Is Religion and Science Mutually Exclusive?
Religion and science both serve different purposes in the world, however their purpose produce the same goal depending on what one believes in. Christians believe that the world was created by God in seven days while scientists believe in the Big Bang Theory. Jane Goodall, known for her study of chimpanzees, expresses her belief that oneness with nature is best achieved through first hand observation in her essay, “In the Forest of Gombe.” On the other hand, Barbara Kingsolver views science, especially Charles Darwin’s theory of natural selection, as the only answer to understanding the environment. In her essay, “A Fist in the Eye of God,” Kingsolver examines the concept of genetic engineering and presents the reader with the dangers of this scientific concept. Goodall and Kingsolver both discuss nature, evolution, science and religion. Although they have different views about how nature came about, they both believe that the natural world should be left alone. For Goodall a connection exists between science and religion yet Kingsolver feels that the theory of evolution should be taught to children instead of religion.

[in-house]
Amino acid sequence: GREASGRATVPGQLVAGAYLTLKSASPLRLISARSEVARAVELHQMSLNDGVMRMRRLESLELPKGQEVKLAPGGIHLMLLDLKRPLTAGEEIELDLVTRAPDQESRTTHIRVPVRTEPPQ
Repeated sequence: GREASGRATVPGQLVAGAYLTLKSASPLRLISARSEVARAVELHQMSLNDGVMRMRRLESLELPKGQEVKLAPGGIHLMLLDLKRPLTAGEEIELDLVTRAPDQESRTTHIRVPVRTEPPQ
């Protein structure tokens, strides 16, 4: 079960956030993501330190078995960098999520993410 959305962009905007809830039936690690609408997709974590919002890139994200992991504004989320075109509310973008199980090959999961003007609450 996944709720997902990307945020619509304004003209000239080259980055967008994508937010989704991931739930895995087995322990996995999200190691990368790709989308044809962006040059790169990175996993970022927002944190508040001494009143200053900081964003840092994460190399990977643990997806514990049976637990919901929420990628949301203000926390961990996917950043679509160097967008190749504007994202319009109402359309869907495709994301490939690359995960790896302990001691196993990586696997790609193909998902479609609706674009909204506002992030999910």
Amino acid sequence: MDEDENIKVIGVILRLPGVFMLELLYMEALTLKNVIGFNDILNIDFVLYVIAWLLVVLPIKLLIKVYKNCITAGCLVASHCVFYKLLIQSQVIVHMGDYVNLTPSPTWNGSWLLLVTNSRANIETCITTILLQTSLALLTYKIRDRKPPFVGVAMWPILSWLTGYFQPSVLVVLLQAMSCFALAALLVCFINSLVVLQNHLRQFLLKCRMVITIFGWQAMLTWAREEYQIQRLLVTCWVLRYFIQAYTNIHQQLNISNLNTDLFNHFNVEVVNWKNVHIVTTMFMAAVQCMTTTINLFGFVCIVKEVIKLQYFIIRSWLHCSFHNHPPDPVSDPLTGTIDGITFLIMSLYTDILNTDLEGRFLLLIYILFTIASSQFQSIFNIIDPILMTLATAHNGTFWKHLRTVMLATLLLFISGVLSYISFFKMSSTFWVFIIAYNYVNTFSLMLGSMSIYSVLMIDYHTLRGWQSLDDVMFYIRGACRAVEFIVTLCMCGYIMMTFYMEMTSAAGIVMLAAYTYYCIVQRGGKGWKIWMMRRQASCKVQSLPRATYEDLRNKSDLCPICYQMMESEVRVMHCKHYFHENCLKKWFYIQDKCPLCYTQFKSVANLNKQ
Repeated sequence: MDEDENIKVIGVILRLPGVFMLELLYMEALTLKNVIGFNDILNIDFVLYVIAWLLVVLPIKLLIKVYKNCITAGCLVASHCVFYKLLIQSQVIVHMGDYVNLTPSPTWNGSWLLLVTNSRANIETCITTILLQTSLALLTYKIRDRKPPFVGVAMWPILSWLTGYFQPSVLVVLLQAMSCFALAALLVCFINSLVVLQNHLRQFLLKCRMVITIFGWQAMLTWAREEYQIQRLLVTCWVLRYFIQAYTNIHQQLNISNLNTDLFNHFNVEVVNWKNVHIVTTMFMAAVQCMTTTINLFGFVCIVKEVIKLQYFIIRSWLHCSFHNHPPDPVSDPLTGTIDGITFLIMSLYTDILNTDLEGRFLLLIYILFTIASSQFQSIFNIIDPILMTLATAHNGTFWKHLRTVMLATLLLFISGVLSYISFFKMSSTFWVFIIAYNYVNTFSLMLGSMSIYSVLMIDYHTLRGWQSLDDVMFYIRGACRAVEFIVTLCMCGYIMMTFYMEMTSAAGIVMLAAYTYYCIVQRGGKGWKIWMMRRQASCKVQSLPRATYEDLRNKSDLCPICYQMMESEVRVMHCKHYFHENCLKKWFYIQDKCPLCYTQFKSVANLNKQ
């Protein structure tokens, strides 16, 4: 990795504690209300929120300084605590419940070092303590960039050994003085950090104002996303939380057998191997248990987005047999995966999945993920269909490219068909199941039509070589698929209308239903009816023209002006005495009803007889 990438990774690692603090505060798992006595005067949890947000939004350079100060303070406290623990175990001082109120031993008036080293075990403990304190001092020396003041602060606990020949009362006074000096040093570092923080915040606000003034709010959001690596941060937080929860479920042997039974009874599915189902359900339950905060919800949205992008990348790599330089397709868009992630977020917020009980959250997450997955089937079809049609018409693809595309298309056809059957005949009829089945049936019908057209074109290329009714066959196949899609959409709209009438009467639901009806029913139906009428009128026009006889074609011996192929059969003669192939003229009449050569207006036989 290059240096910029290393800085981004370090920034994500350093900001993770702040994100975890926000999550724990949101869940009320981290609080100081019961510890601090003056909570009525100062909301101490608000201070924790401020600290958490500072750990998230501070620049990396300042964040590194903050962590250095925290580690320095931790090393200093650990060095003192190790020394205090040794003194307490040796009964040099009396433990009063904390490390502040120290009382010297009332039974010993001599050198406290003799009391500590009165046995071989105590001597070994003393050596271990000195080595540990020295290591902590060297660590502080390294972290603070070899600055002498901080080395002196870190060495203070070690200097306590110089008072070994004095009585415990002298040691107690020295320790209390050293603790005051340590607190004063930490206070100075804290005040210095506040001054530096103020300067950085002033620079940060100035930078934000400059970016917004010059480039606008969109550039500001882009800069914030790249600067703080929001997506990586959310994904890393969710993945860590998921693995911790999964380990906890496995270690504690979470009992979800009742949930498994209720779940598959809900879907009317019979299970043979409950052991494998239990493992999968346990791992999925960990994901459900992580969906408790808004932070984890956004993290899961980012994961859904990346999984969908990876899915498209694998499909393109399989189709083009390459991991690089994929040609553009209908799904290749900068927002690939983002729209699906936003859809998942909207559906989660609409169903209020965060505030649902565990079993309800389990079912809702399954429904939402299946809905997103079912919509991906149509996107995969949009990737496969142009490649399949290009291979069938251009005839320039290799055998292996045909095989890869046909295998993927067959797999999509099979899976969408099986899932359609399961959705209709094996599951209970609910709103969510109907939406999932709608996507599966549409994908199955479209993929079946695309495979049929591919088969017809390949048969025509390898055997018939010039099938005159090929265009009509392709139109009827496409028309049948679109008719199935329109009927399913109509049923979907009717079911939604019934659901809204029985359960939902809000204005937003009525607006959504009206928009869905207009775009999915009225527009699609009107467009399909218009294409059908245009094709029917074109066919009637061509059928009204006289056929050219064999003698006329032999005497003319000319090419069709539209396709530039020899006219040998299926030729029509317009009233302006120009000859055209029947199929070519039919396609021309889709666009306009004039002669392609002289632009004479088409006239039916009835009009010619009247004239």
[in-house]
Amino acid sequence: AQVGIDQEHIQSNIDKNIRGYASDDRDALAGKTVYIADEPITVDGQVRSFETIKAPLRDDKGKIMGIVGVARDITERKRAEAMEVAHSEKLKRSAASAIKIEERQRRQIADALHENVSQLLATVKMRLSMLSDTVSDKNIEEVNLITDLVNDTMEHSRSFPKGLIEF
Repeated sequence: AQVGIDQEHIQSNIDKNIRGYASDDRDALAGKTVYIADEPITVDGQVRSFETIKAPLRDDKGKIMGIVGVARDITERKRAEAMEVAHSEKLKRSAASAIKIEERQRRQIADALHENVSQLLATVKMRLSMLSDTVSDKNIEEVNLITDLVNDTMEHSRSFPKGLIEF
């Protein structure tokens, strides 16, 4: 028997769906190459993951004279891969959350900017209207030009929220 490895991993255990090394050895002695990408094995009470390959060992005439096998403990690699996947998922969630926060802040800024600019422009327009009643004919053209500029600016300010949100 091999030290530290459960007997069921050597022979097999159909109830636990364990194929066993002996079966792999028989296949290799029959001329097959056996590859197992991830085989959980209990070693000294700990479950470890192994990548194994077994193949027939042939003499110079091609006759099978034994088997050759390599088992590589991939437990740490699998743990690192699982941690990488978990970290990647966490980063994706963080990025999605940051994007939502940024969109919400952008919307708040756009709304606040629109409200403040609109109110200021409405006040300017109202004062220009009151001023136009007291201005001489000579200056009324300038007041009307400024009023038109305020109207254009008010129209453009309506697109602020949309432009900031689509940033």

Most often people believe that science and religion are mutually exclusive. Yet Jane Goodall found a way to connect the two. She was questioned by a bellhop about her beliefs, “I told him that I had always thought that the biblical description of God creating the world in seven days might well have been an attempt to explain evolution in a parable. In that case, each of the days would have been several million years” (Goodall, 114). Being a scientist, Goodall believed that animals evolved overtime, yet she also believed that God existed and that possibly the theory of evolution and the biblical description of the creation of the world were just metaphors for one another. Many people would not think of combining the two concepts of religion and science yet Goodall’s explanation is...
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